Fabian

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Related to Fabians: Fabian Society, Fabian socialism

Fa·bi·an

 (fā′bē-ən)
adj.
1.
a. Of or relating to the caution and avoidance of direct confrontation typical of the Roman general Quintus Fabius Maximus.
b. Cautious or dilatory, as in taking action.
2. Of, relating to, or being a member of the Fabian Society, which was committed to gradual rather than revolutionary means for spreading socialist principles.

[Latin Fabiānus, after Quintus Fabius Maximus Verrucosus.]

Fa′bi·an n.
Fa′bi·an·ism n.
Fa′bi·an·ist n.
American Heritage® Dictionary of the English Language, Fifth Edition. Copyright © 2016 by Houghton Mifflin Harcourt Publishing Company. Published by Houghton Mifflin Harcourt Publishing Company. All rights reserved.

Fabian

(ˈfeɪbɪən)
adj
(Government, Politics & Diplomacy) of, relating to, or resembling the delaying tactics of the Roman general Quintus Fabius Maximus; cautious; circumspect
n
(Government, Politics & Diplomacy) a member of or sympathizer with the Fabian Society
[C19: from Latin Fabiānus of Fabius]
Collins English Dictionary – Complete and Unabridged, 12th Edition 2014 © HarperCollins Publishers 1991, 1994, 1998, 2000, 2003, 2006, 2007, 2009, 2011, 2014

Fa•bi•an

(ˈfeɪ bi ən)

adj.
1. seeking victory by delay and harassment rather than by a decisive battle, as in the manner of Fabius Maximus defeating Hannibal in the Second Punic War.
2. of or pertaining to the Fabian Society.
n.
3. a member of or sympathizer with the Fabian Society.
[1590–1600; < Latin Fabiānus]
Fa′bi•an•ism, n.
Random House Kernerman Webster's College Dictionary, © 2010 K Dictionaries Ltd. Copyright 2005, 1997, 1991 by Random House, Inc. All rights reserved.
ThesaurusAntonymsRelated WordsSynonymsLegend:
Noun1.Fabian - a member of the Fabian Society in Britain
Fabian Society - an association of British socialists who advocate gradual reforms within the law leading to democratic socialism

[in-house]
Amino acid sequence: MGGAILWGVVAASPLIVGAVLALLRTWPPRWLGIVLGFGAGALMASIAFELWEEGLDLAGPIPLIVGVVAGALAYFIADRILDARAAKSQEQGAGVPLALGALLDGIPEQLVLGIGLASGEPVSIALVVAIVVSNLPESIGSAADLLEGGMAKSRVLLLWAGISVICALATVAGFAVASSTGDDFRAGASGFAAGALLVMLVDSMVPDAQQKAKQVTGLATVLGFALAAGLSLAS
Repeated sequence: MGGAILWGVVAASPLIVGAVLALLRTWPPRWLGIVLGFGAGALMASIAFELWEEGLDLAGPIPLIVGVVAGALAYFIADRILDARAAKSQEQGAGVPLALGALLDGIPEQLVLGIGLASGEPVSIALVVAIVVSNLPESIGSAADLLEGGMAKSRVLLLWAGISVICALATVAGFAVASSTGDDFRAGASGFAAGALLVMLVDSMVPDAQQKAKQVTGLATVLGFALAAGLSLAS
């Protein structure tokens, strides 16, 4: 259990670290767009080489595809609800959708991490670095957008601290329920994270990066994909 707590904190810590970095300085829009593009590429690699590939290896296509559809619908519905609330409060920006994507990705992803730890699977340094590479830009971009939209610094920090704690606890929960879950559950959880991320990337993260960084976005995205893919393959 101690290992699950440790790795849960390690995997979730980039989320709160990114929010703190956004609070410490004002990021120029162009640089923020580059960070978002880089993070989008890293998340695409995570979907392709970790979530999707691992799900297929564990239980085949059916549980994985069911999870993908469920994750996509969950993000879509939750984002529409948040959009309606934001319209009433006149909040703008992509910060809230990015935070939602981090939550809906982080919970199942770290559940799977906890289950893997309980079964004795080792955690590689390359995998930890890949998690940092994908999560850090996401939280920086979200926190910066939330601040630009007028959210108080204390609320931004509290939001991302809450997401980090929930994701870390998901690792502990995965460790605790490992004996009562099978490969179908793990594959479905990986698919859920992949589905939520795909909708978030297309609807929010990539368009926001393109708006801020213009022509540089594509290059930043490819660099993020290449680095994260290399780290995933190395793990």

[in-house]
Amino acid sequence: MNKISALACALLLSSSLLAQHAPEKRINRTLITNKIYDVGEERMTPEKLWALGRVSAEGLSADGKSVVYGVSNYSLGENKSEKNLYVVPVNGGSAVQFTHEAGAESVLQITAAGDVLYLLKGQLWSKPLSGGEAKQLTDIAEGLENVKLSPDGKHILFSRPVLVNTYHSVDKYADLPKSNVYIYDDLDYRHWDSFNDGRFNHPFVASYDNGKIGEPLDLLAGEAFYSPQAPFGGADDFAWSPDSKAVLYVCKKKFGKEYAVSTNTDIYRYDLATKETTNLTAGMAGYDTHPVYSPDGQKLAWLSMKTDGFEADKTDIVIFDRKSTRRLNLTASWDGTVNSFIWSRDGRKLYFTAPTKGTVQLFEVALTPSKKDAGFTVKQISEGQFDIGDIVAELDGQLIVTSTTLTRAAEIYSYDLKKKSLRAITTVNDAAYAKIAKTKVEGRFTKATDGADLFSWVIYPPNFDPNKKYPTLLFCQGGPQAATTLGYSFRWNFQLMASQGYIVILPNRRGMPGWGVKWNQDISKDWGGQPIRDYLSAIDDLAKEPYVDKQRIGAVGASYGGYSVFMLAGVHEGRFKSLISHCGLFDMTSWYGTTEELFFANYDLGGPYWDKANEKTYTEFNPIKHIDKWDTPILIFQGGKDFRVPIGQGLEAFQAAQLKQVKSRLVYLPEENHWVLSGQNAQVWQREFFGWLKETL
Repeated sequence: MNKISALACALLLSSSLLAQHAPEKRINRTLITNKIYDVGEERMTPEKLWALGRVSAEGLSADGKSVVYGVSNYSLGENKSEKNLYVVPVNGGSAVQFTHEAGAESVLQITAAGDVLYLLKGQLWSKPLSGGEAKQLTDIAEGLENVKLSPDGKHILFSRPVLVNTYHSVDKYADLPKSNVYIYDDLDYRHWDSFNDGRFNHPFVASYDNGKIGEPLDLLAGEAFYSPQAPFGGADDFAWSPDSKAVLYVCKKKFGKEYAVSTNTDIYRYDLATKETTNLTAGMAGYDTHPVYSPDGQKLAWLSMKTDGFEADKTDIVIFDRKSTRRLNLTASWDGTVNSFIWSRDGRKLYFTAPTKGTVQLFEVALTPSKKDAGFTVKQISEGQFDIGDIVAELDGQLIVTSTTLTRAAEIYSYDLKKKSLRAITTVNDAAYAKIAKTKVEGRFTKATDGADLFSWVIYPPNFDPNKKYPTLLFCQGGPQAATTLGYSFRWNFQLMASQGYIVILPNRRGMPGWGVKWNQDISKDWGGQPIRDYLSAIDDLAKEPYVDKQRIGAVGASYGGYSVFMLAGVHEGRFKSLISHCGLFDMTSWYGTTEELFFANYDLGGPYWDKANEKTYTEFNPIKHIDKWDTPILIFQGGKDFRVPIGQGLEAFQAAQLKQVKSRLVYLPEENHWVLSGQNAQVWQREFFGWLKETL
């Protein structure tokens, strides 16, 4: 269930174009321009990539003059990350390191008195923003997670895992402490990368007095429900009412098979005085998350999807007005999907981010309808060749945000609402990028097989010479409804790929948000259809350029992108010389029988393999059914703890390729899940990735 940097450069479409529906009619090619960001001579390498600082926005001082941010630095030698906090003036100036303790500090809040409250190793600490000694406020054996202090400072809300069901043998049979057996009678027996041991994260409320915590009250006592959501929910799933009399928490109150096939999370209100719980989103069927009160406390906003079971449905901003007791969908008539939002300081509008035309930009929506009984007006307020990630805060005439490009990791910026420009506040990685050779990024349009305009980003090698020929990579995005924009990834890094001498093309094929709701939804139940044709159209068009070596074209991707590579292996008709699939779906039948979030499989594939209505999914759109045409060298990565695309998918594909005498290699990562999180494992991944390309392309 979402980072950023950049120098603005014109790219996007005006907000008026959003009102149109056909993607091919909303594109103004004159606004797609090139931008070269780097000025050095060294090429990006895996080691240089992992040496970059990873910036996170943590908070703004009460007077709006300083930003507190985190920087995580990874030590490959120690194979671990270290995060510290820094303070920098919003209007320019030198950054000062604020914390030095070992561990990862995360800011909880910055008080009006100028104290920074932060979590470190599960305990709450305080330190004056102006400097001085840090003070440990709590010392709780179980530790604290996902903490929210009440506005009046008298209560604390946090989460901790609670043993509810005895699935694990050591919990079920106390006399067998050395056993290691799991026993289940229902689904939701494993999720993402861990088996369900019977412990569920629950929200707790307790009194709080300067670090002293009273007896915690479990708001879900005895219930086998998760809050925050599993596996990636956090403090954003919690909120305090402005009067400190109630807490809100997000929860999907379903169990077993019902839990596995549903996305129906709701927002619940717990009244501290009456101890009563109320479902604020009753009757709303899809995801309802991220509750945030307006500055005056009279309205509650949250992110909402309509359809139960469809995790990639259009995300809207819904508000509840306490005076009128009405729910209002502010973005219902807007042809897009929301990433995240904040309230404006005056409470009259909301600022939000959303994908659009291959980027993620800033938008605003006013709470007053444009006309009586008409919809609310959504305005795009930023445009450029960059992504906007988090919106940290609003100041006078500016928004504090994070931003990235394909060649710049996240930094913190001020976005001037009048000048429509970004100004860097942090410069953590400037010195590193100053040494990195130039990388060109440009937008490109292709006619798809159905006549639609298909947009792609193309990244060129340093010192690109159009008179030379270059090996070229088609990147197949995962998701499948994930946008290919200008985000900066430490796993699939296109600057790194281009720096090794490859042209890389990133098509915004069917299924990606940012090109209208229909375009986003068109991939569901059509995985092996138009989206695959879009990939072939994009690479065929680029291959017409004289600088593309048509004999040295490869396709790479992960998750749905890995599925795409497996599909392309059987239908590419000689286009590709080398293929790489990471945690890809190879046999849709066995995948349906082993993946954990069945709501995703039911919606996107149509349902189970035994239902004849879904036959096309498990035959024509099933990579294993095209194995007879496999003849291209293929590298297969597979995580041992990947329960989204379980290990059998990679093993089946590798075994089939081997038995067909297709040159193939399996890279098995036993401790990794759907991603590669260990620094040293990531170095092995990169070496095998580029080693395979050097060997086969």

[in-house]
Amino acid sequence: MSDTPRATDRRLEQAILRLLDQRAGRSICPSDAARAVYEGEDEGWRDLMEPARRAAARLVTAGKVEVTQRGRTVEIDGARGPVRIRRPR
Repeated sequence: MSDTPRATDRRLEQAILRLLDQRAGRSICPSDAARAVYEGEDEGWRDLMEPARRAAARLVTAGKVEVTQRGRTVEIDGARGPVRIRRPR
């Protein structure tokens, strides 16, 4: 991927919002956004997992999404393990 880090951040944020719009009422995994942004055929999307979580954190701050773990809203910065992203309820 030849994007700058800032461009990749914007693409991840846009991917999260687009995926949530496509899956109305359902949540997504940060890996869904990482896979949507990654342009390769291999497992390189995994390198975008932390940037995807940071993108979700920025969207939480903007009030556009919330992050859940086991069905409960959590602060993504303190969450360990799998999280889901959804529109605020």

socialist - a political advocate of socialism
Adj.1.Fabian - of or relating to Fabianism; "the Fabian society"
2.fabian - using cautious slow strategy to wear down opposition; avoiding direct confrontation; "a fabian policy"
cautious - showing careful forethought; "reserved and cautious; never making swift decisions"; "a cautious driver"
Based on WordNet 3.0, Farlex clipart collection. © 2003-2012 Princeton University, Farlex Inc.
Translations
Fabian
Fabien
Fabian

Fabian

[ˈfeɪbɪən]
A. ADJfabianista
B. Nfabianista mf
C. CPD Fabian Society NSociedad f Fabiana
Collins Spanish Dictionary - Complete and Unabridged 8th Edition 2005 © William Collins Sons & Co. Ltd. 1971, 1988 © HarperCollins Publishers 1992, 1993, 1996, 1997, 2000, 2003, 2005
References in classic literature ?
But here I was again mistaken; for Mehevi, in conducting his warlike operations, rather inclined to the Fabian than to the Bonapartean tactics, husbanding his resources and exposing his troops to no unnecessary hazards.
The event will be free for paid-up members of the Birmingham Fabians, the Methodist Tax Justice Network and Jubilee Debt Campaign.
Many Fabians also participated in the formation of the Labour Party in 1900 and the group's constitution, written by Sidney Webb, borrowed heavily from the founding documents of the Fabian Society.
Neighbours in the village of Vigo, near Gravesend, Kent, yesterday told how the Fabians' house had been targeted with arson attacks.
Using a 53-hour-long observation of Perseus with NASA'S, orbiting Chandra X-ray Observatory, Fabians team found circular ripples in the cluster's gas, similar to those created when a rock is dropped into a pool of water.
In this way, the Fabians -- following a strategy similar to that later outlined by Italian Communist theoretician Antonio Gramsci -- could achieve the permeation of society by their ideas.
It is not, however, Guy Rundle who opened the doors of Arena to the Fabians. The most casual Arena reader had to notice the effect of Race Matthews' Jobs Of Our Own -- Building A Stake-holder Society on Arena's entire culture.
Thus, neither the Fabians nor the ethical socialists showed much sympathy for the strong democratic programme of the S.D.F.
The role of the ethnographer, the anthropologist as described by Fabian is to `represent Tshibumba and his work in such a way that they add to or deepen our knowledge of the culture in which they emerged.' The interview dialogue is certainly insightful in this regard, but what is equally intriguing is that we see Fabians' role -- as anthropologist, as European, as patron of Tshibumba's project -- through the words and questions and responses in the interview.
At the first ever meeting of the Young Fabians held in Sunderland, young men and women met to debate the state of the region's economy, education and the impact potential Scottish independence will have on the North East.